I’m no closer to a definition of justice, but I have found something: The key to all of these theories, the common theme running through them all, is relationships. Injustice happens when there is a breakdown in these relationships. If you punch me, you will be charged with assault, but you will have done that because our relationship has degraded to the point where you felt physical violence was the only means left with which to express yourself. That is a breakdown in an interpersonal relationship. A young man who makes a career of breaking into cars and stealing their contents clearly does not feel he belongs in mainstream society. That is a breakdown in the relationship between the individual and society. When a rebellion breaks out in a country, there is a breakdown in the relationship between the ruler and the ruled, to the point where a significant segment of the population has withdrawn its consent to the social contract, or, in Confucian terms, feels the ruler no longer enjoys the Mandate of Heaven – different terminology, but it amounts to the same thing.


We can approach the topic of justice from different angles. We can define justice by what is legal; by what is fair; or by what is moral or righteous. Each approach has its shortfalls.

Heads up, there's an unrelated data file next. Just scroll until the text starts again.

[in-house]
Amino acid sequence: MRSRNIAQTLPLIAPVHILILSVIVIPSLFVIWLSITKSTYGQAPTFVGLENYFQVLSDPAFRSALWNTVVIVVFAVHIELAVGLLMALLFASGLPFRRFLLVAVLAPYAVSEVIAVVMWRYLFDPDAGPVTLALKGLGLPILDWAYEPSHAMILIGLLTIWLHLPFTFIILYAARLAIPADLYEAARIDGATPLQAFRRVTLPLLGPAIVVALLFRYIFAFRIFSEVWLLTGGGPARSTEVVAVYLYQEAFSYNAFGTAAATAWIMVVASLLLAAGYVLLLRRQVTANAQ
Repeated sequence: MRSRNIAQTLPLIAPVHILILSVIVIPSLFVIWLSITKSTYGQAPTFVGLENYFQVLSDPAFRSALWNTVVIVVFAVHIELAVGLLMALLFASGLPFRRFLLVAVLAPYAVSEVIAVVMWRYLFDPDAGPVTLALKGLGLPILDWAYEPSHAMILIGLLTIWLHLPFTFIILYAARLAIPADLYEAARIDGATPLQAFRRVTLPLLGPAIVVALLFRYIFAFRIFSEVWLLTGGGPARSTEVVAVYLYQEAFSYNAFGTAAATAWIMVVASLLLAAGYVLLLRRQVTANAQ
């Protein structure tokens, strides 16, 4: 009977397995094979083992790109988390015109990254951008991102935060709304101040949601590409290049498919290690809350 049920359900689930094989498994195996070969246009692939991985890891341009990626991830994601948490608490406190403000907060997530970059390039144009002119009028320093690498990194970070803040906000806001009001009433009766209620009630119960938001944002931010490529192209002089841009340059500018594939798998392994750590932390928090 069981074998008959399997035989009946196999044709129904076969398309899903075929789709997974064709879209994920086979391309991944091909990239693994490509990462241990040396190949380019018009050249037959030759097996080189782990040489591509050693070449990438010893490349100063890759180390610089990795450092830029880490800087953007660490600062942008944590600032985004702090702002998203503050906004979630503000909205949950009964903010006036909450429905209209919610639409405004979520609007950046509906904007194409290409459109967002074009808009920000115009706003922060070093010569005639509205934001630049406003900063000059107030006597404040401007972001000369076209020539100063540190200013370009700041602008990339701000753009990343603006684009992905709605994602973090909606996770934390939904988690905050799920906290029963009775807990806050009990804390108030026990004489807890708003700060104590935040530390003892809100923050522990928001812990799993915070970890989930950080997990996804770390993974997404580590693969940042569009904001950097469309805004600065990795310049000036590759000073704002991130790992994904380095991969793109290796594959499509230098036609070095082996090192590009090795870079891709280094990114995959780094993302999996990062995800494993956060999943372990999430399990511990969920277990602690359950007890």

We can argue that justice is defined by law – the law defines what is just and what is unjust. However, the existence in history of laws that were fundamentally unjust, the fact that manifestly unjust laws are still in force, and the continued debate over what is just and unjust show the weakness of this approach. Philosophers such as Plato and Paul have appealed to a higher authority – Law is defined by a higher power such as God – but theological debates are just as fraught and constantly evolving as legal debates. Law is best viewed as an attempt to formally codify what is fair, moral, or righteous.

What is fair is just as difficult to pin down as a truly just law. It seems to depend very much on a definition of what is moral or righteous – a Confucian would consider it perfectly fair to show more love to one’s own family than to a stranger; a Mohist would abhor that drawing of distinctions and argue that ‘fair’ means showing equal love to all people. What is fair is perhaps best seen as an expression of what is moral.